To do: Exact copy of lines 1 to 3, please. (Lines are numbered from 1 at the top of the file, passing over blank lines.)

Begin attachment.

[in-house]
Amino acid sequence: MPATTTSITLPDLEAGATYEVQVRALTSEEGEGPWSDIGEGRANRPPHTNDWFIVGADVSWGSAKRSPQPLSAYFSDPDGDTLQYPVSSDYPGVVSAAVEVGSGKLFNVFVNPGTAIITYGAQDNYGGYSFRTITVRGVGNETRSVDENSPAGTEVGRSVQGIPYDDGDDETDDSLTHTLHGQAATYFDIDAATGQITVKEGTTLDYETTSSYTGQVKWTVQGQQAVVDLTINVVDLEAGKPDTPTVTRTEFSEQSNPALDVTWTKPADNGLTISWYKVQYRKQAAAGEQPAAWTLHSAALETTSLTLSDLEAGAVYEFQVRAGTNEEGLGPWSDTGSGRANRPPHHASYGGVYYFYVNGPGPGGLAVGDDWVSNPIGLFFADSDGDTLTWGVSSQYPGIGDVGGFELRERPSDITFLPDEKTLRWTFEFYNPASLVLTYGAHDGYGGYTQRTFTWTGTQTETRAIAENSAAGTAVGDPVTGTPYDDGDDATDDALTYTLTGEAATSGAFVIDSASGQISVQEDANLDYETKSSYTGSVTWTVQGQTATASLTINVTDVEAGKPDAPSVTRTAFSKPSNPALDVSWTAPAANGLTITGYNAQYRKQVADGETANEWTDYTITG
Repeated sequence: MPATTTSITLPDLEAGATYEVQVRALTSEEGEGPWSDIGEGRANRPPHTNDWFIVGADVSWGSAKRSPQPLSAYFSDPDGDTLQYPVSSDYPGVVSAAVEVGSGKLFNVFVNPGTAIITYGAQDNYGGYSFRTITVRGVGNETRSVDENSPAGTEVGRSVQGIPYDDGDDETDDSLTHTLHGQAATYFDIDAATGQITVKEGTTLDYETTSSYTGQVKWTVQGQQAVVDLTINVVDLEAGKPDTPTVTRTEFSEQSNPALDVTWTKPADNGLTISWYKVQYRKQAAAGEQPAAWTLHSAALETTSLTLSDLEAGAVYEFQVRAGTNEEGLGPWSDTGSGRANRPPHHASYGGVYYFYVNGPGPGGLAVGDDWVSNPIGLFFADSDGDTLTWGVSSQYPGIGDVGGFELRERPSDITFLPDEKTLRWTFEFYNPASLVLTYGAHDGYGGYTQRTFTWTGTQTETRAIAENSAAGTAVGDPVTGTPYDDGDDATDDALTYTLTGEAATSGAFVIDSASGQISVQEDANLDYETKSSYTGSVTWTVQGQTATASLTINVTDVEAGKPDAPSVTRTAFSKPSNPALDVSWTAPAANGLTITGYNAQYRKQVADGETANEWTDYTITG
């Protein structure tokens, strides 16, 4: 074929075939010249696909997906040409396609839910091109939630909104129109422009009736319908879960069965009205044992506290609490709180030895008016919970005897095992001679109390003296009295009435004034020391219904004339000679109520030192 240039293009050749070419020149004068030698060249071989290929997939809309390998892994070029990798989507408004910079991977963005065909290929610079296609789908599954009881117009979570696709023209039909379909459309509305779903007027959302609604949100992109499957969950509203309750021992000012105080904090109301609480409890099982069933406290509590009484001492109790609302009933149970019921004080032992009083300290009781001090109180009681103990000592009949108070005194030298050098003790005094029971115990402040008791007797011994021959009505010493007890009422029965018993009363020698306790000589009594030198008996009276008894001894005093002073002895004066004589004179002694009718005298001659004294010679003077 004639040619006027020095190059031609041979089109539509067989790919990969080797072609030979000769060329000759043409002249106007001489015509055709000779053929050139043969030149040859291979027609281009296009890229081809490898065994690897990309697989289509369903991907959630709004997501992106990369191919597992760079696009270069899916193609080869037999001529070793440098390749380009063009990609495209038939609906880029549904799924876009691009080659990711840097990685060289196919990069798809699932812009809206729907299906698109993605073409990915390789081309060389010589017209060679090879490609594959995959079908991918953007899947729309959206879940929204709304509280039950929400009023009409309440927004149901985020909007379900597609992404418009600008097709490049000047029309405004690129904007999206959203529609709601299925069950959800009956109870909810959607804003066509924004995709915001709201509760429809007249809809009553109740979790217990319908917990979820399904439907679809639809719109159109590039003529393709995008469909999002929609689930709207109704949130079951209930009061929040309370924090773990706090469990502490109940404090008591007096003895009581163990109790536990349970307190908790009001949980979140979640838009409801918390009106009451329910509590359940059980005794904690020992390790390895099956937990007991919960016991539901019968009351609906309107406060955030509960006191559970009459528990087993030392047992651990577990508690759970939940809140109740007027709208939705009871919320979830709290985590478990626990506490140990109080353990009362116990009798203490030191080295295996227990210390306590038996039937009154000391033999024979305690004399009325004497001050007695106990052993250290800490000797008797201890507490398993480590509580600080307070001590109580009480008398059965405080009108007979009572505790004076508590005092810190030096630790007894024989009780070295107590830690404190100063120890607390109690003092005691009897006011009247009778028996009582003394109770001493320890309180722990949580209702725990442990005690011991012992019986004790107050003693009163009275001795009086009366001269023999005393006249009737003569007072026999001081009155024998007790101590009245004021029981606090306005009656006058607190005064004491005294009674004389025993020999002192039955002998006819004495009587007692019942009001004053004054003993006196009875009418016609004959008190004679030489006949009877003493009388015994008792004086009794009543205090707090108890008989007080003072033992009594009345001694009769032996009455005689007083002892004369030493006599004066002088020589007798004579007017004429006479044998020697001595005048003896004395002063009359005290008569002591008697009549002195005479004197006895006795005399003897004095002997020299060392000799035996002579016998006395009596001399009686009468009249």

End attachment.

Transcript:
[in-house]
Amino acid sequence: MPATTTSITLPDLEAGATYEVQVRALTSEEGEGPWSDIGEGRANRPPHTNDWFIVGADVSWGSAKRSPQPLSAYFSDPDGDTLQYPVSSDYPGVVSAAVEVGSGKLFNVFVNPGTAIITYGAQDNYGGYSFRTITVRGVGNETRSVDENSPAGTEVGRSVQGIPYDDGDDETDDSLTHTLHGQAATYFDIDAATGQITVKEGTTLDYETTSSYTGQVKWTVQGQQAVVDLTINVVDLEAGKPDTPTVTRTEFSEQSNPALDVTWTKPADNGLTISWYKVQYRKQAAAGEQPAAWTLHSAALETTSLTLSDLEAGAVYEFQVRAGTNEEGLGPWSDTGSGRANRPPHHASYGGVYYFYVNGPGPGGLAVGDDWVSNPIGLFFADSDGDTLTWGVSSQYPGIGDVGGFELRERPSDITFLPDEKTLRWTFEFYNPASLVLTYGAHDGYGGYTQRTFTWTGTQTETRAIAENSAAGTAVGDPVTGTPYDDGDDATDDALTYTLTGEAATSGAFVIDSASGQISVQEDANLDYETKSSYTGSVTWTVQGQTATASLTINVTDVEAGKPDAPSVTRTAFSKPSNPALDVSWTAPAANGLTITGYNAQYRKQVADGETANEWTDYTITG
Repeated sequence: MPATTTSITLPDLEAGATYEVQVRALTSEEGEGPWSDIGEGRANRPPHTNDWFIVGADVSWGSAKRSPQPLSAYFSDPDGDTLQYPVSSDYPGVVSAAVEVGSGKLFNVFVNPGTAIITYGAQDNYGGYSFRTITVRGVGNETRSVDENSPAGTEVGRSVQGIPYDDGDDETDDSLTHTLHGQAATYFDIDAATGQITVKEGTTLDYETTSSYTGQVKWTVQGQQAVVDLTINVVDLEAGKPDTPTVTRTEFSEQSNPALDVTWTKPADNGLTISWYKVQYRKQAAAGEQPAAWTLHSAALETTSLTLSDLEAGAVYEFQVRAGTNEEGLGPWSDTGSGRANRPPHHASYGGVYYFYVNGPGPGGLAVGDDWVSNPIGLFFADSDGDTLTWGVSSQYPGIGDVGGFELRERPSDITFLPDEKTLRWTFEFYNPASLVLTYGAHDGYGGYTQRTFTWTGTQTETRAIAENSAAGTAVGDPVTGTPYDDGDDATDDALTYTLTGEAATSGAFVIDSASGQISVQEDANLDYETKSSYTGSVTWTVQGQTATASLTINVTDVEAGKPDAPSVTRTAFSKPSNPALDVSWTAPAANGLTITGYNAQYRKQVADGETANEWTDYTITG